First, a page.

Climate finance is a major concern for poorer countries faced not only with adapting to the early impacts of climate change but also the challenge of developing their economies without the fossil fuel energy sources which were used by the world’s richer economies in their development.  That there is a debt owing to such countries is a notion hard to argue with for anyone who has a feeling for justice in human affairs. Bond puts the case for a very substantial transfer of funds from the rich countries to the poorer, but in ways which ensure that they go to poor people, not to venal elites, and which also ensure developing economies emancipated from current fossil fuel dependency. He sees little chance of such finance being provided through market-centred emissions trading. The Green Climate Fund looks like a step in the right direction, but Bond sees it as too dependent on carbon markets to provide much of the funding and as open to rewarding allied Southern elites and investing in false solutions.

Governments of developing countries are often susceptible to bullying and bribing from the more powerful governments in international negotiations and persuaded to scale back their best intentions, as Bond explains in the course of a quite complex narrative of the politics involved in climate finance.  He rests more hope on the contribution that civil society can bring to the process of negotiation. He advances the kind of demands that have been put together by such groups as the World Council of Churches, Action Aid, Africa Action, the Third World Network and the radical Cochabamba Conference in Bolivia in 2010. On the matter of the distribution of climate debt repayments, assuming they ever become part of Northern climate concessions, he draws attention to the idea of simply passing a universal monthly grant to each African citizen through an individual Basic Income Programme payment. This would bypass the corruption which too easily assails African governments.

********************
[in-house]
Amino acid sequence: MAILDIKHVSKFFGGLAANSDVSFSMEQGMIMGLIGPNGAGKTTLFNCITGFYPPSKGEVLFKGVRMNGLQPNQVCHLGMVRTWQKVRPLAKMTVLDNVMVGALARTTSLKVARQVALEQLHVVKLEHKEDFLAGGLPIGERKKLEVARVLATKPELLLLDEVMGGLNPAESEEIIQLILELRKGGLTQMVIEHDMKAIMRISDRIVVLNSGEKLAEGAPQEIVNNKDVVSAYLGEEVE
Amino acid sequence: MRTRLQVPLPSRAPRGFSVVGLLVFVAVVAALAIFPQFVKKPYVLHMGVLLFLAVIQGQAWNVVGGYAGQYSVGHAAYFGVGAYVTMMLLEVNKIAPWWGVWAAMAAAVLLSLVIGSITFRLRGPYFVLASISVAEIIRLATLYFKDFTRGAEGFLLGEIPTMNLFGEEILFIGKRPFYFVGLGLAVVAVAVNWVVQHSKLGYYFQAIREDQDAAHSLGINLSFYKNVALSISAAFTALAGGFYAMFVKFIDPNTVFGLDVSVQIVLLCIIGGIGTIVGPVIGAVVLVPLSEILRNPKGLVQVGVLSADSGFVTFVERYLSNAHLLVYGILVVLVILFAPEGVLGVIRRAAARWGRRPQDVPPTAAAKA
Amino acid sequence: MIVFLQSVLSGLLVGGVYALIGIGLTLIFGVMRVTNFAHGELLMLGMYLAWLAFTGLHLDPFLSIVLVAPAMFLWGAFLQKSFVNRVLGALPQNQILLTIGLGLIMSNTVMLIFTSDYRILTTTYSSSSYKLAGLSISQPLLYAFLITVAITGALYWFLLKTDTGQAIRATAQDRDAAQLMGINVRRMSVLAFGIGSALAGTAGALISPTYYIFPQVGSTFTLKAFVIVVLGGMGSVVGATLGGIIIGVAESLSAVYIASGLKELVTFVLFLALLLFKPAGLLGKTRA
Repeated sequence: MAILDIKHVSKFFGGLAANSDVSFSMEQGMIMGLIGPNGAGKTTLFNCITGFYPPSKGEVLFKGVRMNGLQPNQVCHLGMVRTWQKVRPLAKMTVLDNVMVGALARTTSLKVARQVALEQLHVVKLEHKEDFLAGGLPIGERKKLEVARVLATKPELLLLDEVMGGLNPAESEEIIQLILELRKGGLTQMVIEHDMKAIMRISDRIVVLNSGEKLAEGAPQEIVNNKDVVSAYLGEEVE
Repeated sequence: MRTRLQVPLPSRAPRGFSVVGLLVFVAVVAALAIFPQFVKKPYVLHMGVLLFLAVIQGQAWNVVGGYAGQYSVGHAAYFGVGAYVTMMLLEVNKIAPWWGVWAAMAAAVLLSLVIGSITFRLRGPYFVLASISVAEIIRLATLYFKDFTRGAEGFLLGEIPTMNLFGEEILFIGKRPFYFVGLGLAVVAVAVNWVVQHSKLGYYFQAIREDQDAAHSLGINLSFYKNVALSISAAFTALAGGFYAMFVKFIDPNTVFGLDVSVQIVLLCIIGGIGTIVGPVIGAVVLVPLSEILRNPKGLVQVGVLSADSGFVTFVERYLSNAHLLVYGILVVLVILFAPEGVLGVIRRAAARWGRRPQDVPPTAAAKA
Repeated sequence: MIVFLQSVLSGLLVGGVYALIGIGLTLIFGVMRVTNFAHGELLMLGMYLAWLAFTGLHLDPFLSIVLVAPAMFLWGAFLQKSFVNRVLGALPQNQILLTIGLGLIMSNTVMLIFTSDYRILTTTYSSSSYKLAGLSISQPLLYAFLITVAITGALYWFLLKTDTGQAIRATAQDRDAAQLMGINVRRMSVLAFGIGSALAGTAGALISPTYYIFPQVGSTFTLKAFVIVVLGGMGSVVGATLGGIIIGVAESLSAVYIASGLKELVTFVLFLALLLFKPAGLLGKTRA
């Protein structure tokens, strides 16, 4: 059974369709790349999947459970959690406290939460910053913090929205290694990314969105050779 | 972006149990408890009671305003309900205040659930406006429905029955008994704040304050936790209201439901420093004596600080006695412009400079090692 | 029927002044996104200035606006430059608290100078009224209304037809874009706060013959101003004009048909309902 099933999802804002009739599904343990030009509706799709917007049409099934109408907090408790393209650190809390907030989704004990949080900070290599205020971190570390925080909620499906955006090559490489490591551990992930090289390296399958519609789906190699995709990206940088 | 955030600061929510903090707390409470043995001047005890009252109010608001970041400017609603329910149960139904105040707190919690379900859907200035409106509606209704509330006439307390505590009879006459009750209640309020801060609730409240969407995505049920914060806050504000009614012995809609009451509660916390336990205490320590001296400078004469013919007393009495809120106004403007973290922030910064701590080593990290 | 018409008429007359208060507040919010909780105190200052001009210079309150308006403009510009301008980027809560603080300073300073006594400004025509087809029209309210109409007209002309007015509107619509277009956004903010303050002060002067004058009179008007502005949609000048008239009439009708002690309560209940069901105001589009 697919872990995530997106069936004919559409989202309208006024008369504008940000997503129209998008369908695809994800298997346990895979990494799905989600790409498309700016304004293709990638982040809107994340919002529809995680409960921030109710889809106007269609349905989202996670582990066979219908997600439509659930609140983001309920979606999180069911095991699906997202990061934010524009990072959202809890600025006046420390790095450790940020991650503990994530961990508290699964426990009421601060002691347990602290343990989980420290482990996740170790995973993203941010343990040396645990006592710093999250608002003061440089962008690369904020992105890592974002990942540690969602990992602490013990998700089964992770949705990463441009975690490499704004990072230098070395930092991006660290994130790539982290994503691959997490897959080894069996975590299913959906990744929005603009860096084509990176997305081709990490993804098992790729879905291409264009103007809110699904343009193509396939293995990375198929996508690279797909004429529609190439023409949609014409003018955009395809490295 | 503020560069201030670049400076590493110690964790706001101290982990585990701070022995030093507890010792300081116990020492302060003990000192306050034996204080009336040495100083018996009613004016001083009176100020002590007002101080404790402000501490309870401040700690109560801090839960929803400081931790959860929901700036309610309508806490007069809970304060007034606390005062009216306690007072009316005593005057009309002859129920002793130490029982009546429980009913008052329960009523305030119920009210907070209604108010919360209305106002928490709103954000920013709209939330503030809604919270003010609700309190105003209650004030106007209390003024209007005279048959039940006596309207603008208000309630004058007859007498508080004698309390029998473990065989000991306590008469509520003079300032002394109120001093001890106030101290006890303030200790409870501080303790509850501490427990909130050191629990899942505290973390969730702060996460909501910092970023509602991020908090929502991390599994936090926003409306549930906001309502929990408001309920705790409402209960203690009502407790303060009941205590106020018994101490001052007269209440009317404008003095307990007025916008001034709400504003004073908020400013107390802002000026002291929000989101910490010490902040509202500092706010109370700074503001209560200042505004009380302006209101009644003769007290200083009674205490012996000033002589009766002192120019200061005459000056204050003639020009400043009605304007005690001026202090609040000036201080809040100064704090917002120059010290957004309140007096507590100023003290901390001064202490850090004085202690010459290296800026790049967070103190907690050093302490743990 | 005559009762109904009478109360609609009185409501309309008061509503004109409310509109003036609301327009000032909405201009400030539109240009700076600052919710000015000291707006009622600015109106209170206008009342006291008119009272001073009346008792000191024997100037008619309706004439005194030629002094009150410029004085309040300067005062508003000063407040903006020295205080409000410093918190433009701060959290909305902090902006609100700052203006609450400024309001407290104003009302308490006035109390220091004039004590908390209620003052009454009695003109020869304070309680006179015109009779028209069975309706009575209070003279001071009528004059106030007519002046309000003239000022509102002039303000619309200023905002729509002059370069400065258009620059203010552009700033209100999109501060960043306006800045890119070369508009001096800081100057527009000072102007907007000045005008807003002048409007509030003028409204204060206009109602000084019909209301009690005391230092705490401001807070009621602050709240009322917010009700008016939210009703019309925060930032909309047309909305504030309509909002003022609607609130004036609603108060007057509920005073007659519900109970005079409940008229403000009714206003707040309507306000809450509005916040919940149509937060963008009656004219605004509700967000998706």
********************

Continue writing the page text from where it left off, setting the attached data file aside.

The claims of full climate justice owed to poorer countries can seem like crying for the moon. But Bond sees hope in the development of grassroots activist movements and in his final chapter offers an analysis of how they might better combine their energies and concerns to challenge the dominance of the failing climate solutions currently employed. Eco-socialism and eco-feminism feature as important directions in his analysis.

The world needs to be constantly confronted with what climate change means for the precarious livelihoods of poorer populations, and challenged to accept a fair measure of responsibility to assist them. Bond’s book does a valuable service both to those populations and to our own moral awareness, supposedly one of the characteristics that mark us out as civilised human beings. I sometimes felt he was too exclusive in his judgments of people less progressive politically and economically than he deems necessary for effective climate change activism, but his insistence that we address the injustices being suffered is absolutely right. It’s also a necessary part of any effective response to the dangers ahead.